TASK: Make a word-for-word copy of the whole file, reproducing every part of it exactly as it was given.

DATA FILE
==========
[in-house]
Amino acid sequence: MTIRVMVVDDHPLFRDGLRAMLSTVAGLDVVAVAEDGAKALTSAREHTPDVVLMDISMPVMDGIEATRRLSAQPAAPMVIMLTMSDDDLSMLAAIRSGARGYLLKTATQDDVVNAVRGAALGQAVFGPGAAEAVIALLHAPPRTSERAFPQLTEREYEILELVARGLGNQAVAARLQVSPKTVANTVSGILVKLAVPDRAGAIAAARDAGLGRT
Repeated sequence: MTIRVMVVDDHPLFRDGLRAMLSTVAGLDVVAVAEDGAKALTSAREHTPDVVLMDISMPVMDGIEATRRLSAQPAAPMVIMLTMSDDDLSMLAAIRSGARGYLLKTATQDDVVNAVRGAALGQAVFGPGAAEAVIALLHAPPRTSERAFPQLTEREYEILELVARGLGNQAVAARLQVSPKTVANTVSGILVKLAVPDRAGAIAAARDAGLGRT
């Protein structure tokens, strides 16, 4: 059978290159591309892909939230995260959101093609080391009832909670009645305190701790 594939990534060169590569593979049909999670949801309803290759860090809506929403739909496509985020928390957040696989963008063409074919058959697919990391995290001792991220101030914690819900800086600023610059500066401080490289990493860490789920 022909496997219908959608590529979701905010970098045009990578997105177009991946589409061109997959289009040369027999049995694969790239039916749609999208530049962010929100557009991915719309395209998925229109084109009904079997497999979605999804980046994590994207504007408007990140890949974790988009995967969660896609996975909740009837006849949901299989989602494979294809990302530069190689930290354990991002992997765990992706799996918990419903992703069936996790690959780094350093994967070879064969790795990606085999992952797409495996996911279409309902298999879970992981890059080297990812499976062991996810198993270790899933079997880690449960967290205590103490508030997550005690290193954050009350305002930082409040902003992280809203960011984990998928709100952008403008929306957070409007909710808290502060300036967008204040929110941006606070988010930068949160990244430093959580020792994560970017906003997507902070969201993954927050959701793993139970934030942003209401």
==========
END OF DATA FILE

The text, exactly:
[in-house]
Amino acid sequence: MTIRVMVVDDHPLFRDGLRAMLSTVAGLDVVAVAEDGAKALTSAREHTPDVVLMDISMPVMDGIEATRRLSAQPAAPMVIMLTMSDDDLSMLAAIRSGARGYLLKTATQDDVVNAVRGAALGQAVFGPGAAEAVIALLHAPPRTSERAFPQLTEREYEILELVARGLGNQAVAARLQVSPKTVANTVSGILVKLAVPDRAGAIAAARDAGLGRT
Repeated sequence: MTIRVMVVDDHPLFRDGLRAMLSTVAGLDVVAVAEDGAKALTSAREHTPDVVLMDISMPVMDGIEATRRLSAQPAAPMVIMLTMSDDDLSMLAAIRSGARGYLLKTATQDDVVNAVRGAALGQAVFGPGAAEAVIALLHAPPRTSERAFPQLTEREYEILELVARGLGNQAVAARLQVSPKTVANTVSGILVKLAVPDRAGAIAAARDAGLGRT
């Protein structure tokens, strides 16, 4: 059978290159591309892909939230995260959101093609080391009832909670009645305190701790 594939990534060169590569593979049909999670949801309803290759860090809506929403739909496509985020928390957040696989963008063409074919058959697919990391995290001792991220101030914690819900800086600023610059500066401080490289990493860490789920 022909496997219908959608590529979701905010970098045009990578997105177009991946589409061109997959289009040369027999049995694969790239039916749609999208530049962010929100557009991915719309395209998925229109084109009904079997497999979605999804980046994590994207504007408007990140890949974790988009995967969660896609996975909740009837006849949901299989989602494979294809990302530069190689930290354990991002992997765990992706799996918990419903992703069936996790690959780094350093994967070879064969790795990606085999992952797409495996996911279409309902298999879970992981890059080297990812499976062991996810198993270790899933079997880690449960967290205590103490508030997550005690290193954050009350305002930082409040902003992280809203960011984990998928709100952008403008929306957070409007909710808290502060300036967008204040929110941006606070988010930068949160990244430093959580020792994560970017906003997507902070969201993954927050959701793993139970934030942003209401």